There are forceful women in our media, particularly on CBC Radio, my radio station of choice. Mary Lou Finlay was one of my faves and Ana Maria Tramonti is growing on me. The most forceful of them all was Shelagh Rogers's ( Sounds Like Canada) mother who appeared on Rogers's show a few times. Her voice was stronger and her laugh louder than her daughter's. And of course there is the inimitable and wonderful Barbara Budd of As It Happens. Budd could make my granddaughter Lauren, 4, finish her Chicken a la Barbara (Lauren loathes it unless we call it paprika chicken) without any needed persuasion. On CBC radio, the women are women that are no-nonsense. They are intelligent. They matter to me. I would love to sit down for tea with any of them. I like them, I love them. But for TV, we Canadians ( at least here in Vancouver) choose a different kind of woman. She is not so forceful, she is more sensitive and there is some sort of Jean Arthur fragility and an almost hidden sadness that is masked by what seems to be an effortless performance. Two such women come to mind.

At 8:30 every weekday morning I get to hear Cecilia Walters (no speech impediment, no lisp, and a clean and crisp delivery) whom I met in the late 80s. She came to my studio for a photograph that accompanied a Vancouver Magazine profile. The magazine hired Sonny of Broadway to do her hair. I had my best makeup person and Tony Cavelti, escorted by an armed guard, brought the lovely emerald and diamonds ear rings you see in the picture here, above right. Perhaps we Canadians weren't as sophisticated then to appreciate a low key, sensitive (and intelligent) female TV news anchor and we would have settled for somewone like CNN's Paula Zahn. The little I have seen of Paula Zahn reminds me of that scene in Butterfield 8 where Elizabeth Taylor drills and then grinds her stiletto high heel on Lawrence Harvey's shoe. Paula Zahn would probably have made it even more painful for Harvey.

Since I prefer to read my news in my daily print edition of the New York Times at 6:30 am, I have seen little of Gloria Macarenko on TV. But I have seen enough to be charmed and drawn in. For news of Vancouver I listen to CBC radio. I have had the good fortune of having Macarenko in my studio a couple of times. I don't think any man in my place could feel any different than I felt when this woman looked into my lens and straight (it would seem) into my soul. Then she spoke to me in her perfect Castilian. Had I been a few years younger (this happened in 1999) I would have challenged her husband to a duel at 6am (with time to rush home to read the NY Times) in the back alley to Holy Rosary Cathedral. I subsequently met the charming Mr Enrique Manchon, who is a terrific photographer, socially at art openings and desisted from striking him with my glove.

Recently I asked Macarenko if I could bring my granddaughter Rebecca to watch her during her CBC News: Canada Now broadcast. We did (escorted and given a tour of the place by cameraman Michael Varga) and as I watched this woman, I realized why it is that I love Canada and I why I especially like to live in Vancouver. We are now sophisticated enough and un-American enough to appreciate what we could not, back then with Cecilia Walters. Macarenko is the perfect TV news anchor. I wonder if the CBC knows? Rebecca was charmed by Macarenko and the next day nobody in school would believe that she had actually seen her live and talked to her!

Macarenko has been doing her own makeup for years (oh! the scandal) because the CBC does not have the budget for a makeup person. I am sure that if Jennifer Mather, in her new CBC TV show, does not get her makeup, there will be holes in her producer's shoes.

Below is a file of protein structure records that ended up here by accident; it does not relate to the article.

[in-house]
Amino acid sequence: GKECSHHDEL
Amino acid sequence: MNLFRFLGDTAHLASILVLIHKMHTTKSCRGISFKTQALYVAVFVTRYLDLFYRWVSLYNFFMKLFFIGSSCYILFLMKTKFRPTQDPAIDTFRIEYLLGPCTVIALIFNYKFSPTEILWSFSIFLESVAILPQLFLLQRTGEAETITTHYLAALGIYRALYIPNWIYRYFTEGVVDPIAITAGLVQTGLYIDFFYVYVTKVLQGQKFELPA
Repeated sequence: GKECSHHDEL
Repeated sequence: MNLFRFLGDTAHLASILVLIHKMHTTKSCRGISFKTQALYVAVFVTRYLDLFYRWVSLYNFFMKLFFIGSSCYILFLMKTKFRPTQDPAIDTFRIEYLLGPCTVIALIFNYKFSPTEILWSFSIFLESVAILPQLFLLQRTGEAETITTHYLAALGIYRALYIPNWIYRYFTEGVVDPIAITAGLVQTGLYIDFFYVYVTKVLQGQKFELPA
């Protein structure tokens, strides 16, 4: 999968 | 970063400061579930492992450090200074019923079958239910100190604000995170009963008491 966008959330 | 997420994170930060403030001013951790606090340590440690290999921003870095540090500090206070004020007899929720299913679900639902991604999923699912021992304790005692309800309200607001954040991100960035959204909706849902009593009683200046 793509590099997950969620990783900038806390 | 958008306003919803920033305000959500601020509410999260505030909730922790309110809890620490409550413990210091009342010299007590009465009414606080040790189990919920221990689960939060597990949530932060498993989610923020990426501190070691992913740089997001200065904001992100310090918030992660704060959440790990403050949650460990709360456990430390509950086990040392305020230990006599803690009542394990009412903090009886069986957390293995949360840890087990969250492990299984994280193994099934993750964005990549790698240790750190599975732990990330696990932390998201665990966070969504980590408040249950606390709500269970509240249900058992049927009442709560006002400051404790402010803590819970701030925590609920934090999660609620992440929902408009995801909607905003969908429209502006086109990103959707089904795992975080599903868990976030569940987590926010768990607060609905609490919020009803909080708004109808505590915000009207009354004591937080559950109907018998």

Gloria Macarenko

Martin Beaver's 1729 Guarneri del Gesù
Wednesday, January 10, 2007

In May 1997, the University of Western Ontario announced the sale of three violins - a 1689 Baumgartner Stradivarius, a 1702 Lyall Stradivarius and a 1729 Guarneri del Gesù to an American purchaser. The buyer requested anonymity and then loaned all three instruments to the Canada Council Instrument Bank for a two year period. In 1997 Canadian volinist, Martin Beaver (31) was the winner of a competition, and as a prize he won the two-year loan of the Guarnerius.

I could post here sites comparing the Stradivarius (the Rolls Royce of violins) to the Guarnerius (the Bentley). The fact is that few may know that there were several Guarneri from Cremona who made violins, and that one, Bartolomeo Guiseppe Guarneri (1698-1744) is the most famous of the family. His violins always incorporated a label that had the Greek characters I.H.S. (iota - eta - sigma or iesu) and a Roman cross.

Guiseppe Guarneri has been known since as Guarneri del Gesù. It is only recently that the Guarneri violins have stopped being Bentleys.

Many experts and musicians, in spite of the fact that some of the Guarneri violins are bigger, almost fattish, and not too pretty, now believe that they are superior to the Stradivarius. I have heard Corey Cerovsek's Stradivarius in concert and he even brought it to my studio but I didn't dare ask him to play it. Beaver (left) did play his Guarnerius and he commented on the wonderful acoustics of my studio. I wish I had a musician's memory for this sort of thing so I could compare. And I have had a few opportunities to compare violins. Violinists Marc Destrubé and Paul Luchkow brought and played their instruments in my studio. Mark Fewer, concertmaster of the Vancouver Symphony Orchestra played his electric violin, and Karen Gerbrecht, and Cam Wilson, and Rebecca Whittling and Robin Braun, their violins and Laura Kramer her baroque cello, and Colin MacDonald his soprano saxophone, and Peggy Lee her modern cello, Glenys Webster played her viola, Patricia Hutter her string bass and.......my studio is on a third floor with no elevator. I believe I will never hear a piano. A harpsichord, perhaps?